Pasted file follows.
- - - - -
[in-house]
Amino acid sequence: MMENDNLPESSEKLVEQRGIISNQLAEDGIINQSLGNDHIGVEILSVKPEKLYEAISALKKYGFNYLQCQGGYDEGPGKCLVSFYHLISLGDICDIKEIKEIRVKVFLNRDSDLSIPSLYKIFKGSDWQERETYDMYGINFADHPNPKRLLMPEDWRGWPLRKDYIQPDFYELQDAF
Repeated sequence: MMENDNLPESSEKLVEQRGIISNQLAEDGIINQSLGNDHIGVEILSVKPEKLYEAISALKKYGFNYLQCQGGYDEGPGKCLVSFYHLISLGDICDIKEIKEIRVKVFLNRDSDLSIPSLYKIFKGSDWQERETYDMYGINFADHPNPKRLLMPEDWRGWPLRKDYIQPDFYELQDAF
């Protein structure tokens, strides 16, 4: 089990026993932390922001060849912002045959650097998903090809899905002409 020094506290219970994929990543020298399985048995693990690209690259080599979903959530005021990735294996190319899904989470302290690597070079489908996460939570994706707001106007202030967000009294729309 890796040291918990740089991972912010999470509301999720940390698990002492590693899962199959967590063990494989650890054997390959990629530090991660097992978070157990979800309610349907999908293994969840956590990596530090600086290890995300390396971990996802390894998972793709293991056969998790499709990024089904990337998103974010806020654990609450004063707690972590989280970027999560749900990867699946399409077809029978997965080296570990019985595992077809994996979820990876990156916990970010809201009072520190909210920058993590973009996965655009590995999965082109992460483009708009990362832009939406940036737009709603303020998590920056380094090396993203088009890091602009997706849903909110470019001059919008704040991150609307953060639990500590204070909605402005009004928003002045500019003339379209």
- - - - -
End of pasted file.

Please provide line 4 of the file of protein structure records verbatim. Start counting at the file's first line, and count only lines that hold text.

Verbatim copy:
């Protein structure tokens, strides 16, 4: 089990026993932390922001060849912002045959650097998903090809899905002409 020094506290219970994929990543020298399985048995693990690209690259080599979903959530005021990735294996190319899904989470302290690597070079489908996460939570994706707001106007202030967000009294729309 890796040291918990740089991972912010999470509301999720940390698990002492590693899962199959967590063990494989650890054997390959990629530090991660097992978070157990979800309610349907999908293994969840956590990596530090600086290890995300390396971990996802390894998972793709293991056969998790499709990024089904990337998103974010806020654990609450004063707690972590989280970027999560749900990867699946399409077809029978997965080296570990019985595992077809994996979820990876990156916990970010809201009072520190909210920058993590973009996965655009590995999965082109992460483009708009990362832009939406940036737009709603303020998590920056380094090396993203088009890091602009997706849903909110470019001059919008704040991150609307953060639990500590204070909605402005009004928003002045500019003339379209």